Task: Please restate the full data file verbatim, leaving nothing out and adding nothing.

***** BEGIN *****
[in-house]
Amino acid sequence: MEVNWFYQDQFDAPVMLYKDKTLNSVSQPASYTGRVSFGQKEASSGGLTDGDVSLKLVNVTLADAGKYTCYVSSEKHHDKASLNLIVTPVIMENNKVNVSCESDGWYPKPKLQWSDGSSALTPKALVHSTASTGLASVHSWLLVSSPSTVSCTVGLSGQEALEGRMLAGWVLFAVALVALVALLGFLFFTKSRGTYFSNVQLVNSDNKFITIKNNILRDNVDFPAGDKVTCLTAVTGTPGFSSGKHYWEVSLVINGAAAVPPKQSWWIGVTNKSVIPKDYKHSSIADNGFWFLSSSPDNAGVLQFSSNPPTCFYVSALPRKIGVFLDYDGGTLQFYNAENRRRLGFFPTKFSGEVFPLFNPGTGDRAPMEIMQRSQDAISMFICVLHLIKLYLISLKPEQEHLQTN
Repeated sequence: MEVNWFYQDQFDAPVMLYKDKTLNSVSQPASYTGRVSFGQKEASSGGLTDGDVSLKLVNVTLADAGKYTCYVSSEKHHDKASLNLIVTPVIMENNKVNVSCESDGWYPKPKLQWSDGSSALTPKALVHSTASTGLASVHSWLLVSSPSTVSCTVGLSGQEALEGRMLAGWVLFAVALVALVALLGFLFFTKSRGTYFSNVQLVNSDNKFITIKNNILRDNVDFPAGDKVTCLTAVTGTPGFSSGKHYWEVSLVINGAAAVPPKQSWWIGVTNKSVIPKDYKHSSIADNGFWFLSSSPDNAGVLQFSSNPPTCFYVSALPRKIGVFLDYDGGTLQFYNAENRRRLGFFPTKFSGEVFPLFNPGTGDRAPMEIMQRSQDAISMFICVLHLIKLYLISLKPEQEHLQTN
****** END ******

[in-house]
Amino acid sequence: MEVNWFYQDQFDAPVMLYKDKTLNSVSQPASYTGRVSFGQKEASSGGLTDGDVSLKLVNVTLADAGKYTCYVSSEKHHDKASLNLIVTPVIMENNKVNVSCESDGWYPKPKLQWSDGSSALTPKALVHSTASTGLASVHSWLLVSSPSTVSCTVGLSGQEALEGRMLAGWVLFAVALVALVALLGFLFFTKSRGTYFSNVQLVNSDNKFITIKNNILRDNVDFPAGDKVTCLTAVTGTPGFSSGKHYWEVSLVINGAAAVPPKQSWWIGVTNKSVIPKDYKHSSIADNGFWFLSSSPDNAGVLQFSSNPPTCFYVSALPRKIGVFLDYDGGTLQFYNAENRRRLGFFPTKFSGEVFPLFNPGTGDRAPMEIMQRSQDAISMFICVLHLIKLYLISLKPEQEHLQTN
Repeated sequence: MEVNWFYQDQFDAPVMLYKDKTLNSVSQPASYTGRVSFGQKEASSGGLTDGDVSLKLVNVTLADAGKYTCYVSSEKHHDKASLNLIVTPVIMENNKVNVSCESDGWYPKPKLQWSDGSSALTPKALVHSTASTGLASVHSWLLVSSPSTVSCTVGLSGQEALEGRMLAGWVLFAVALVALVALLGFLFFTKSRGTYFSNVQLVNSDNKFITIKNNILRDNVDFPAGDKVTCLTAVTGTPGFSSGKHYWEVSLVINGAAAVPPKQSWWIGVTNKSVIPKDYKHSSIADNGFWFLSSSPDNAGVLQFSSNPPTCFYVSALPRKIGVFLDYDGGTLQFYNAENRRRLGFFPTKFSGEVFPLFNPGTGDRAPMEIMQRSQDAISMFICVLHLIKLYLISLKPEQEHLQTN